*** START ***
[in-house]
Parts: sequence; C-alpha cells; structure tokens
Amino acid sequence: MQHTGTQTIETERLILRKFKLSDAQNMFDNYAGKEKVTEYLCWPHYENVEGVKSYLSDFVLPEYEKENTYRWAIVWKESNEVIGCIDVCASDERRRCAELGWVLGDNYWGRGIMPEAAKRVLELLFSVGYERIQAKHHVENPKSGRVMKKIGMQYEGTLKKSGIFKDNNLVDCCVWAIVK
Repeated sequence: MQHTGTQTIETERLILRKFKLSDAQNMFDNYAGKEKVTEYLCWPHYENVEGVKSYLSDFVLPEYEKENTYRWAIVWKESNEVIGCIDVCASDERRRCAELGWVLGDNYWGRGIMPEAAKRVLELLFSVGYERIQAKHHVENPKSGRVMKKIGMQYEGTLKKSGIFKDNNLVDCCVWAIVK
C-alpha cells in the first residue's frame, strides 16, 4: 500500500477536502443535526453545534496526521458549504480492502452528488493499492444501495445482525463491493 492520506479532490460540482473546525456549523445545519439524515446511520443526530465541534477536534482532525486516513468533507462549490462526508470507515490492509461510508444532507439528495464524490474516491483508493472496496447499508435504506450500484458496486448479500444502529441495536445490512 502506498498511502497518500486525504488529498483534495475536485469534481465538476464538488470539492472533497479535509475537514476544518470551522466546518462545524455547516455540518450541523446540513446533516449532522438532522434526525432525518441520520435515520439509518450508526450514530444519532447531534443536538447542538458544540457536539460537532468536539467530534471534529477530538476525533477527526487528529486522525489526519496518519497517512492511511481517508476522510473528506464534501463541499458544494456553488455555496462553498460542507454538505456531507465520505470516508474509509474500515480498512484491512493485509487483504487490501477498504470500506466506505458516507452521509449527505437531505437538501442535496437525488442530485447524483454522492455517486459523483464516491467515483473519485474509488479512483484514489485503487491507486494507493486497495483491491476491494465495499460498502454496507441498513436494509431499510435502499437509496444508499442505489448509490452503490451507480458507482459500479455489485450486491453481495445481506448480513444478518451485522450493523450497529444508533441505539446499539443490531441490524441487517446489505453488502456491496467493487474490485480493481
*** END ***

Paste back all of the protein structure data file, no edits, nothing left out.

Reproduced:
[in-house]
Parts: sequence; C-alpha cells; structure tokens
Amino acid sequence: MQHTGTQTIETERLILRKFKLSDAQNMFDNYAGKEKVTEYLCWPHYENVEGVKSYLSDFVLPEYEKENTYRWAIVWKESNEVIGCIDVCASDERRRCAELGWVLGDNYWGRGIMPEAAKRVLELLFSVGYERIQAKHHVENPKSGRVMKKIGMQYEGTLKKSGIFKDNNLVDCCVWAIVK
Repeated sequence: MQHTGTQTIETERLILRKFKLSDAQNMFDNYAGKEKVTEYLCWPHYENVEGVKSYLSDFVLPEYEKENTYRWAIVWKESNEVIGCIDVCASDERRRCAELGWVLGDNYWGRGIMPEAAKRVLELLFSVGYERIQAKHHVENPKSGRVMKKIGMQYEGTLKKSGIFKDNNLVDCCVWAIVK
C-alpha cells in the first residue's frame, strides 16, 4: 500500500477536502443535526453545534496526521458549504480492502452528488493499492444501495445482525463491493 492520506479532490460540482473546525456549523445545519439524515446511520443526530465541534477536534482532525486516513468533507462549490462526508470507515490492509461510508444532507439528495464524490474516491483508493472496496447499508435504506450500484458496486448479500444502529441495536445490512 502506498498511502497518500486525504488529498483534495475536485469534481465538476464538488470539492472533497479535509475537514476544518470551522466546518462545524455547516455540518450541523446540513446533516449532522438532522434526525432525518441520520435515520439509518450508526450514530444519532447531534443536538447542538458544540457536539460537532468536539467530534471534529477530538476525533477527526487528529486522525489526519496518519497517512492511511481517508476522510473528506464534501463541499458544494456553488455555496462553498460542507454538505456531507465520505470516508474509509474500515480498512484491512493485509487483504487490501477498504470500506466506505458516507452521509449527505437531505437538501442535496437525488442530485447524483454522492455517486459523483464516491467515483473519485474509488479512483484514489485503487491507486494507493486497495483491491476491494465495499460498502454496507441498513436494509431499510435502499437509496444508499442505489448509490452503490451507480458507482459500479455489485450486491453481495445481506448480513444478518451485522450493523450497529444508533441505539446499539443490531441490524441487517446489505453488502456491496467493487474490485480493481